Researchers Admit to Fabricating Interviews for Study on HIV/AIDS Prevention Model for Teenagers
December 8, 2003
Three University of Maryland-Baltimore researchers have admitted that they fabricated interviews with teenagers for a study on HIV/AIDS prevention, which received more than $1 million in NIH funding in 1999, the Washington Times reports. Researchers Lajuane Woodard, Sheila Blackwell and Khalilah Creek, who were employed by the university's department of pediatrics, said that they made up some of the interviews for a study to evaluate an existing AIDS prevention model, called "Focus on Kids." The model is a "widely used" comprehensive sex education curriculum, according to the Times. The study, titled "Effectiveness of Standard Versus Embellished HIV Prevention," involved 817 African-American youths ages 12 to 16 and was originally published in the January issue of the journal Pediatrics by a group of nine researchers led by Ying Wu of West Virginia University. The study concluded that youth whose families participated in the Focus on Kids program showed "significantly lower rates" for several HIV risk behaviors, including sex without condoms and cigarette and alcohol use, according to the Times. The editors of Pediatrics on Thursday said that they were investigating the claims of fabrication.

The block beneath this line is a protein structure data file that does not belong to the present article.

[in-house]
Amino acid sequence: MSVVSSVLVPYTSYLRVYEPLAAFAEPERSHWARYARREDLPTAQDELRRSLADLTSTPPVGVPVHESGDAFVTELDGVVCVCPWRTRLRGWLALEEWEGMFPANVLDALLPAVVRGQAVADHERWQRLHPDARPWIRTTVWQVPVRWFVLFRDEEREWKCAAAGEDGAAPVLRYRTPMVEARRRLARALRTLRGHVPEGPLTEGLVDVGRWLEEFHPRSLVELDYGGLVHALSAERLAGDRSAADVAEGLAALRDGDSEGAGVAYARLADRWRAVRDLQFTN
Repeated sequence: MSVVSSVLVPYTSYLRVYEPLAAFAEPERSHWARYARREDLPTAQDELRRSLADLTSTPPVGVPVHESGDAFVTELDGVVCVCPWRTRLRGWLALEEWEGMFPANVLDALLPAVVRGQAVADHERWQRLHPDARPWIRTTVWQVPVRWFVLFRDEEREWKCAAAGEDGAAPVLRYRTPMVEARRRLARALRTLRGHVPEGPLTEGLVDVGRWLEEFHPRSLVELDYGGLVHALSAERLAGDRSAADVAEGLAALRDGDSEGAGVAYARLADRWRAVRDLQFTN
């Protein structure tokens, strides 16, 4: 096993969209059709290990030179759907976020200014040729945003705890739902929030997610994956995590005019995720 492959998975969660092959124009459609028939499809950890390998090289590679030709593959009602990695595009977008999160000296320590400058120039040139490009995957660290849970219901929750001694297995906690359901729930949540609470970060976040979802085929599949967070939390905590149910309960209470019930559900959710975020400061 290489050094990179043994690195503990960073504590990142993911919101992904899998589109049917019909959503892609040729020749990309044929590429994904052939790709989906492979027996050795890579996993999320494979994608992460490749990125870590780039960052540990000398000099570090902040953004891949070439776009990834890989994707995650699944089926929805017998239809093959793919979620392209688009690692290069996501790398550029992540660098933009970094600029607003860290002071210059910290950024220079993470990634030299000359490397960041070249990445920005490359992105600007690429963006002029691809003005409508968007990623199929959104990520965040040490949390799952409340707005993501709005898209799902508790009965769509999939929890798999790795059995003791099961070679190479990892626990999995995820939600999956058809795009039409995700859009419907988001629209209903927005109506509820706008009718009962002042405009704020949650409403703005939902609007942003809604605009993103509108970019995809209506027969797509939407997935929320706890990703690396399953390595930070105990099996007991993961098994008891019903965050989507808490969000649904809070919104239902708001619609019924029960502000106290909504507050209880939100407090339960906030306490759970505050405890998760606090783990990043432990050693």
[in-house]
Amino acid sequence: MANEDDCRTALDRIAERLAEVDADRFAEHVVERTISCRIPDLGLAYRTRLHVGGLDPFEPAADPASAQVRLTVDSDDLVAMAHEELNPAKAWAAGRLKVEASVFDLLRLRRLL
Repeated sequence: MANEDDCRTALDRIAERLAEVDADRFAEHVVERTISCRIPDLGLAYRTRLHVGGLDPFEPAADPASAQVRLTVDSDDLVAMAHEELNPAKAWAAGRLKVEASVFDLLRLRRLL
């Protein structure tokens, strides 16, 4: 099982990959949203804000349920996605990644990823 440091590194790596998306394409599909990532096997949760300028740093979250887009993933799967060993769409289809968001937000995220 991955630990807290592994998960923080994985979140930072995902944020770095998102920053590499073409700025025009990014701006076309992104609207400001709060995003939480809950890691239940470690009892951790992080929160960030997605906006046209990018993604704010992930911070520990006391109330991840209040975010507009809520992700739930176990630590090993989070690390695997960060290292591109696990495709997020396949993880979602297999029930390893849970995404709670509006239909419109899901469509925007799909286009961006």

No Room for Interest Groups
Many researchers and some Democrats, including Rep. Henry Waxman (D-Calif.), have criticized Republicans' examination of such studies (Kaiser Daily HIV/AIDS Report, 10/30). In response to the TVC list, Waxman in October sent a letter to HHS Secretary Tommy Thompson stating, "Imposing ideological shackles on this research would be a serious public health mistake." In the Dec. 4 issue of the New England Journal of Public Health, NEJM Editor Jeffrey Drazen said that such scrutiny from Congress could turn sexual health research into a "political football" (Washington Times, 12/5). When grants are awarded following the peer-review process, researchers should then be "left to focus on their work and should not be diverted by wasting time responding to the whims of interest groups," Drazen wrote (Kaiser Daily HIV/AIDS Report, 12/4). However, Souder said that the admissions of fabrication by the Maryland researchers show the importance of congressional oversight. "This scandal underscores the need for oversight of all federal programs -- even NIH -- to ensure taxpayer dollars are not misspent and science is not manipulated," Souder said (Washington Times, 12/5).
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This article was provided by Henry J. Kaiser Family Foundation. It is a part of the publication Kaiser Daily HIV/AIDS Report. Visit the Kaiser Family Foundation's website to find out more about their activities, publications and services.